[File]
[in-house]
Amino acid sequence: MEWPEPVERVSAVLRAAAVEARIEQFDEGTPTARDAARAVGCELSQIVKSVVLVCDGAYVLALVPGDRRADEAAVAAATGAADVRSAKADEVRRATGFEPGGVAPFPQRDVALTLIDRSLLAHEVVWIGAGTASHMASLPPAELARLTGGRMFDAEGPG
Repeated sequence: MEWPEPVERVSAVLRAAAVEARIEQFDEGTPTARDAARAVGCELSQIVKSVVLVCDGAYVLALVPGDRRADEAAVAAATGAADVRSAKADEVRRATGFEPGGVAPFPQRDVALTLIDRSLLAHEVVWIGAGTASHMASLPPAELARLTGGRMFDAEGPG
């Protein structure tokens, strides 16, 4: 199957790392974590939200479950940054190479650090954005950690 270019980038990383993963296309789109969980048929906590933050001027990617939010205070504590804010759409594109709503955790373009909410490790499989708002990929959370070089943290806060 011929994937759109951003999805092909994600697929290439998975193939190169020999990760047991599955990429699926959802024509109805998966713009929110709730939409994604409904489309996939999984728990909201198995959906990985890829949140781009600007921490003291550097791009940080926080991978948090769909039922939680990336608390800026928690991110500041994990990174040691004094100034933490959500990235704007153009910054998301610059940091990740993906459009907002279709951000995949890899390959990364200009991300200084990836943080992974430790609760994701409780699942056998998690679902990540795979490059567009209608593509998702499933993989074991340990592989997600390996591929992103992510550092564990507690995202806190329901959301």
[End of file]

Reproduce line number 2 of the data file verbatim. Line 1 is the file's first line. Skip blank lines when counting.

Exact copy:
Amino acid sequence: MEWPEPVERVSAVLRAAAVEARIEQFDEGTPTARDAARAVGCELSQIVKSVVLVCDGAYVLALVPGDRRADEAAVAAATGAADVRSAKADEVRRATGFEPGGVAPFPQRDVALTLIDRSLLAHEVVWIGAGTASHMASLPPAELARLTGGRMFDAEGPG